PlantwisePlus Blog

Adapted from ‘Tomato leaf miner/ American leaf miner management in Agricultural production systems (Distribution, biology, damage and integrated management)’ written by Koppert Biological Systems.

Tuta damage to leaves and fruit

Tuta damage to leaves and fruit

The tomato leaf miner, Tuta absoluta, is a devastating pest of tomato. Originating from Latin America, T. absoluta has spread via infested fruits and packaging material to Europe, North Africa and the Middle East. Given its potential for crop destruction and rapid reproduction, it quickly became a key pest of concern in East Africa. Its primary host is tomato, but it also affects potato, aubergine, beans and others. 


Infestations of tomato can occur throughout the entire crop cycle. Feeding damage is caused by the young caterpillar stage (larvae) which feed on the leaves, forming irregular leaf mines which may later die. Inside these mines, both the caterpillars and their dark frass can be found. In case of serious infestation, leaves die off completely.
Larvae also create mines in the stems, affecting the plant’s development, and attack green fruit, opening them up to entry by diseases. The extent of infestation is partly dependent on the variety. Potential yield loss in tomatoes (quantity and quality) is significant and can reach up to 100% if the pest is not managed. On potato, mainly aerial parts are attacked. However, damage on tubers has also been reported.


Larvae start out cream in colour with a characteristic dark head but become greenish to light pink as they develop. Adults are brown moths with silvery-grey scales and characteristic black spots on the wings.


Tuta trap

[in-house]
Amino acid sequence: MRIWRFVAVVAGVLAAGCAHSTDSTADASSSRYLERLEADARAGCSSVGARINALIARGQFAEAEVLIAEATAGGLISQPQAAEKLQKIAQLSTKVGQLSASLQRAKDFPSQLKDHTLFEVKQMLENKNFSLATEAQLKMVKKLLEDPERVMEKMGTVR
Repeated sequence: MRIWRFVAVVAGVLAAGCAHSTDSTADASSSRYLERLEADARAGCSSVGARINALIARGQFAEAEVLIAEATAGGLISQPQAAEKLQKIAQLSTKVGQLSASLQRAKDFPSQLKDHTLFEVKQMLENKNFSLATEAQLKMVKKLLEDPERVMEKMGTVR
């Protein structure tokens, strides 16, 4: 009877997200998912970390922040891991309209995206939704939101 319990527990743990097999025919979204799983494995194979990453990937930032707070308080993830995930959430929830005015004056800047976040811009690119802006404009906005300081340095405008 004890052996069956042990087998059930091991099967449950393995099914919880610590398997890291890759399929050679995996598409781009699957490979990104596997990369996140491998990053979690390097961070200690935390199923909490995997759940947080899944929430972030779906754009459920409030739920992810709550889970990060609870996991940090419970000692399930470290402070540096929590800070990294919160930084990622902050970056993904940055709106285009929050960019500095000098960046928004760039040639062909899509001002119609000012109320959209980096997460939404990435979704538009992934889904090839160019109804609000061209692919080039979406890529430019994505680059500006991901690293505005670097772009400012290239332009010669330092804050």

Trap used to catch Tuta adults

Tuta absoluta is a very challenging pest to control. Effectiveness of chemical control is limited as the insect is often protected in the leaf mines, and have a rapid capability to develop resistance to insecticides. Sex pheromone traps are used as an early detection tool. Mass trapping and ‘lure and kill’ pheromone applications are effective at mass capturing T. absoluta adults. IPM strategies are being further developed to achieve appropriate management of T. absoluta.

  1. Predatory capsid bugs (Nesidiocorus tenuis and Macrolophus pygmaeus) which target eggs
  2. Bacillus thuringiensis – mainly targets larvae
Physical/ Mechanical tools
  1. Clean the area of old fruits and plants
  2. Close greenhouse ventilation openings with insect netting
  3. Use Horiver Tuta sticky traps for monitoring and mass trapping of adult moths
  4. Use Delta trap together with pheromones for scouting and monitoring the adult moths
  5. Use Tutasan water trap together with pheromones for mass trapping of the adult moths
Compatible insecticides

Azadiractin – Neem seed extract acts as contact and systemic insecticide against T. absoluta.

For more information, visit the Tuta absoluta Portal on CABI’s Invasive Species Compendium


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  2. winston wamae on 14th June 2020 at 8:03 PM

    after the leaves are destroyed,what are chances of fresh leaves

  3. SAFI ALLI on 19th January 2023 at 7:41 PM

    where can i get the traps in Uganda can you share their contacts details with me

  4. ron hoggare on 9th March 2023 at 2:13 AM

    Tough little buggers to manage, but I do so with minor loss by using pheromone traps and biological and plant-based sprays (Bt, neem oil, and some new fungal-based products). My fruit damage is about 5% of production.

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